Serinus Energy’s “shackles are off”, the company’s CEO Jeffrey Auld has said, with a newfound focus on generating cash and modest drilling plans.
The minnow will focus on its existing assets, in Romania and Tunisia, and “demonstrate the underlying business”, Auld continued.
“At the start of 2020, we thought that was going to be our year, with strong commodity prices and a good beginning. By March, that plan had failed,” he continued.
However, Serinus focused on tackling its debt problems. As of December 22, the company was debt free. It paid the European Bank for Reconstruction and Development (EBRD) $16.5 million, with the lender taking a 9.9% stake in Serinus.
Serinus is a simple story but with a complicated capital structure, Auld said. Removing this debt will allow it to focus on development options.
“Essentially, Serinus borrowed money to drill expensive exploration wells. You shouldn’t use debt to drill risky wells,” Auld said. There are times when debt may be an appropriate option, he said, such as in building a gas plant in Romania.
“There are different types of capital demand. We’re going to give equity investors a breather this year – it’s the prudent thing to do.”
Return on investment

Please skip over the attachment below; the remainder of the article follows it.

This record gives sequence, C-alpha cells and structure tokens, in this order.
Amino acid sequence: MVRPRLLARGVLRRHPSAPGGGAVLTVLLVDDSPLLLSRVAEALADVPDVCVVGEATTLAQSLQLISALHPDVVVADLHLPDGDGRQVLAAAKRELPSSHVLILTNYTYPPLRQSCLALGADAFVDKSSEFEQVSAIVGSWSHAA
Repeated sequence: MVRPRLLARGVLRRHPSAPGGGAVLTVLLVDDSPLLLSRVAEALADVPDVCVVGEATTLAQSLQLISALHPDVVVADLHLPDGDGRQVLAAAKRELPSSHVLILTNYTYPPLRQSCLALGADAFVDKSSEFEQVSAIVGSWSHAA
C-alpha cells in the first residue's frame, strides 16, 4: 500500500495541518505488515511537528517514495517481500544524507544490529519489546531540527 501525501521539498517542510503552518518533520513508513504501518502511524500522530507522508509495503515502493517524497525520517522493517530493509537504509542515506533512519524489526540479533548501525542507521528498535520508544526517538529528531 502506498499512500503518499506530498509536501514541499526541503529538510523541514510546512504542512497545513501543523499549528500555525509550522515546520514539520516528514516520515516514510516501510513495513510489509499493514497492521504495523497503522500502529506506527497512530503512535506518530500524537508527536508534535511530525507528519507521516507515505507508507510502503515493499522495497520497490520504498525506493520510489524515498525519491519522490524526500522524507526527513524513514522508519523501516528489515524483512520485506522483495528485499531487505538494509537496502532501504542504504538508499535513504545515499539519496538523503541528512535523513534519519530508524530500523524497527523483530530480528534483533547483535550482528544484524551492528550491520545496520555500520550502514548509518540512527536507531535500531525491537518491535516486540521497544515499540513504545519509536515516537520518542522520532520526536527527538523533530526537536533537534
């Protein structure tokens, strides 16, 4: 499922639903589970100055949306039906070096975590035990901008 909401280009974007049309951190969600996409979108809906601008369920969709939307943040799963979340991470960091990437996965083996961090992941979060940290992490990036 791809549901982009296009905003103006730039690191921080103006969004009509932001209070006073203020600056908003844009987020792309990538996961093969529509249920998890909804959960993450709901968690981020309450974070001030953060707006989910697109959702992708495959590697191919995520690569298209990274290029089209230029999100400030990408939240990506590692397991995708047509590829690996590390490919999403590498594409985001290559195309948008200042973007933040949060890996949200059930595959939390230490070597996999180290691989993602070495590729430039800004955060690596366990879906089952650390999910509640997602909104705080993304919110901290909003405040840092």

The company does not plan to return cash to shareholders through dividends, Auld said.
“It’s hard to justify dividends when we can drill a well in Romania and get an internal rate of return of 143%. Or when installing a pump in Tunisia can boost production so that costs are paid back in 35 days. Shareholders should demand the option that provides the highest IRR. We’re not at the point where [dividends] come into question.”
Serinus spudded a well in Romania on January 16, close to the Moftinu gas plant. The plan is to tie gas production from the well into the existing plant.
Meanwhile, in Tunisia, the plan is to workover wells and install pumps at the Sabria field, where recovery rates have historically been low.
“When we’ve got that growth demonstrated, we can start to do multi-path developments and more exploration in Romania. This year, we’re focused on showing what the assets can do.”
Auld rejected suggestions that Serinus’ assets were too dissimilar. “I like concentrated businesses, when I was asked to step in [at Serinus] I slimmed down the assets to those two, in Romania and Tunisia.”
At the heart of the company’s operations is a reliance on local workers. “In Romania, we have Romanians, they’re the experts in the region. It’s the same in Tunisia. They’ve worked on those fields, while it’s our job to allocate capital and support those business units.”
Companies have encountered challenges around working in Tunisia, driven by local protests about a lack of opportunity.
“After the 2018 shut-ins, a tremendous amount of jobs were lost. People couldn’t afford to do it again and there’s less support” for the Union Générale Tunisienne du Travail (UGTT). The impact of strikes on industry in the region has been harmful, Auld continued.
Local protests have hit Serinus’ operations less hard than others, with Auld attributing this to the company’s employment of locals.
“We have six days’ worth of storage facilities on Sabria. We have to resolve problems quickly or shut in production. There are still protests but not to the same extent, we’ve not shut in production. Drilling on Sabria cannot be allocated on a risk-adjusted return basis until we have a higher level of comfort on what’s going on.”